April 01, 2011


By William Gruver

One of the most dangerous threats to our country gets no respect. And that threat is the bond vigilantes — the omniscient market participants who ruthlessly bring down countries with unsustainable economic strategies.

Our country's economic strategy has been to have a weak dollar to promote exports and get us out of the Great Recession. That has resulted in our national debt increasing almost 50 percent during the last three years to $14 trillion. That's $120,000 for every family in America. The interest cost on that debt for each family is $2,500 a year. We have taken on a burden that amounts to 100 percent of our gross domestic product.

The debt has been that high only one other time in history. In 1945, after World War II and 16 years of the Great Depression, our debt equaled 120 percent of GDP. The debt is now growing at 10 percent a year while the economy is growing at only 2 percent to 3 percent a year. By 2015, we will cross the line and be more indebted than ever in our history.

The bond vigilantes don't like a lot of debt because it brings on inflation. But to determine if a large debt is necessarily bad, you have to ask: Who holds the debt?

Of that $14 trillion that we owe the world, nearly $1 trillion of it is held by China. Several of our top 10 lenders are the oil-producing states of the Middle East. Having your debt held by autocratic, anti-democratic, potentially unstable regimes limits your options in world politics. Another reason that large debt is counter to our national interest is that it erodes discretionary spending by the government. Currently, our debt service is seven times greater than what the federal government spends on education. This is not a winning strategy.

The other danger is if the buyers of our debt decide they don't want to buy anymore. In that scenario, the U.S. would have to lower the price. When you lower the price, you drive up interest rates. If we drive up interest rates, we'll be spending much more than seven times as much as we do on education because we won't have any money left to spend on education.

So, how do we defeat the bond vigilantes? By convincing them that we have a sustainable economic strategy — one that demonstrates that we have learned our lessons from the 2008 financial crisis There were four causes to that crisis, and our current economic strategy adequately addresses none of them: interest rates being kept low despite clear evidence of a financial bubble in real estate, excessive leverage in the private and now public sectors, inadequate regulation and Wall Street compensation being misaligned to the extent that it creates a moral hazard.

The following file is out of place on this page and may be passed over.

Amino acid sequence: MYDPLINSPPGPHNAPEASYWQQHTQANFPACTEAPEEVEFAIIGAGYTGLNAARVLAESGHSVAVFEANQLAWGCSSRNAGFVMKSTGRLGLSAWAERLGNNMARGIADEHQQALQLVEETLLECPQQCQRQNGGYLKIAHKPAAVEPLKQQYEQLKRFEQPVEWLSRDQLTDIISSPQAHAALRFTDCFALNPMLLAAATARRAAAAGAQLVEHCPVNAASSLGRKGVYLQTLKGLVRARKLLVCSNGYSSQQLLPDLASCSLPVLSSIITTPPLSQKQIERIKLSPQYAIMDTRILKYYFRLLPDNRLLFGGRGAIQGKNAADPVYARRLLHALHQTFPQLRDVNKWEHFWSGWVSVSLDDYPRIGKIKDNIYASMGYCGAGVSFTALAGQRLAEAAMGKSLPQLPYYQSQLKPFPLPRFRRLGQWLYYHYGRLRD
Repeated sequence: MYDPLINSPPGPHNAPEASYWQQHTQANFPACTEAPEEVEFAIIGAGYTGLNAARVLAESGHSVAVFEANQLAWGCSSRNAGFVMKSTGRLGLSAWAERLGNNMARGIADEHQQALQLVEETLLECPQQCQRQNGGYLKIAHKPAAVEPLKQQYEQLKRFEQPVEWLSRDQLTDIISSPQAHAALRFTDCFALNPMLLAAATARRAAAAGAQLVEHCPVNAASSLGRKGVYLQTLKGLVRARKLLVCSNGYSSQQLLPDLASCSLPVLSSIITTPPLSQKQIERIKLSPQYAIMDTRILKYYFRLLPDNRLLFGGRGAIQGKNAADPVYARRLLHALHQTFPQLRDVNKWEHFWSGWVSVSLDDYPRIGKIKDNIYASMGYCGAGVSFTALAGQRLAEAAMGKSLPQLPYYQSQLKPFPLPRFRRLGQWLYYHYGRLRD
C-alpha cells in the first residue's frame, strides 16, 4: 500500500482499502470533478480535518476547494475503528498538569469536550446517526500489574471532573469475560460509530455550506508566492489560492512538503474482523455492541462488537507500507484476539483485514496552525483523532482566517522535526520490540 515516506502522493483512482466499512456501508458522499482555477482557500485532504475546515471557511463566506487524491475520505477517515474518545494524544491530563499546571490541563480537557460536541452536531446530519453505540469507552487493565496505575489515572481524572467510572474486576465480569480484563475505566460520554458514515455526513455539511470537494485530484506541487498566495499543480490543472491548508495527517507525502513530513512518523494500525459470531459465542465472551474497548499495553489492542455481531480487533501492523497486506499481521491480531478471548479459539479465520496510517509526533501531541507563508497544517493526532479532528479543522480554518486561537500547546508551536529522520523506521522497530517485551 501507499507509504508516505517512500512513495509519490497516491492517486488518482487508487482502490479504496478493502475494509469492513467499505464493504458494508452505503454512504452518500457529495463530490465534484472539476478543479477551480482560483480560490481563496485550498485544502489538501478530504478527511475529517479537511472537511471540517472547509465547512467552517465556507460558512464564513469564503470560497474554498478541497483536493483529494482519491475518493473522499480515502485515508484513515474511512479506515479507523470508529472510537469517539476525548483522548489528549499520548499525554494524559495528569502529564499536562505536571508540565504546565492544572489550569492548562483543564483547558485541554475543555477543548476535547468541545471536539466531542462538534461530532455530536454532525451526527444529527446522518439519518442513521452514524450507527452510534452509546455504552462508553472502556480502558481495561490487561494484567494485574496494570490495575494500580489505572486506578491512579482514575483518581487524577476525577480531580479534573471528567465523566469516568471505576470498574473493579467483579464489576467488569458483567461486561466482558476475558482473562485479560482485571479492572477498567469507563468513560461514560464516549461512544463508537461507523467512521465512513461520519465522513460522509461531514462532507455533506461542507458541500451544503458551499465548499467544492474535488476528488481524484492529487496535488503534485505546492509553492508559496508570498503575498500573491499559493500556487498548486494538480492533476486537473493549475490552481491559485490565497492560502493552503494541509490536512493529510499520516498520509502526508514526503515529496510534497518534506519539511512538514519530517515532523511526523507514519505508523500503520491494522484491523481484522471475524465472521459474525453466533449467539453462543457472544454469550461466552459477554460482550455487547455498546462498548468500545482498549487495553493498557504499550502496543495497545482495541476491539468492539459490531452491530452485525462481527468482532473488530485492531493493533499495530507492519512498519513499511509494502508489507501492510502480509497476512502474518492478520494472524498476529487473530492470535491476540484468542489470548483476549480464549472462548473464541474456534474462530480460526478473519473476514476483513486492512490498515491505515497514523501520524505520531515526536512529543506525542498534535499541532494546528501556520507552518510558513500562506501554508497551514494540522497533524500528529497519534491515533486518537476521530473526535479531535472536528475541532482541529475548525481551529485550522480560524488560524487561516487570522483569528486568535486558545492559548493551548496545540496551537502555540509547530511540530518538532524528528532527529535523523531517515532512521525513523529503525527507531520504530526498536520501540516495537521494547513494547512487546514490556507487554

The Europeans, having already been attacked by the bond vigilantes in Greece and Ireland, have had changes forced upon them by the vigilantes. They are materially reducing their government deficits, lowering their debt burdens and beginning to pay executive bonuses in the form of contingent convertibles that much better align incentives with compensation for institutions deemed too big to fail.

With all of Europe's problems, the euro should have depreciated against the dollar. But the bond vigilantes have extracted measures from the European Union that gives them confidence that those countries are addressing unsustainable economics. They're going after their large debt levels and forcing governments to impose tighter fiscal policies. As a result, the euro has increased by 15 percent over the dollar in the last nine months.

Furthermore, in times of international crisis, the dollar traditionally strengthens, but during the recent turmoil in the Middle East, the dollar has weakened while the euro has strengthened even further. The bond vigilantes are telling us something through the foreign currency markets. They're giving us one last chance to put forward a better economic strategy than the current weak dollar. And, because of that short-term rollover of our debt, we have to deal with it now, not later.

The template for a new economic strategy has been built. It has been bipartisan in its creation and is a matter of public record. It's called the Simpson Bowles Commission, and its recommendations would address many of the above problems and get the bond vigilantes off our back. But those recommendations haven't been included in any of the budgets that have been put forward. No one wants to take on the third rail of entitlements; no one wants to take on getting our $1.6 trillion annual deficit under control.

Until we do, the biggest threat to America is not the growing strength of China as a super power. And it's not terrorists. It's the bond vigilantes.

Posted April 1, 2011

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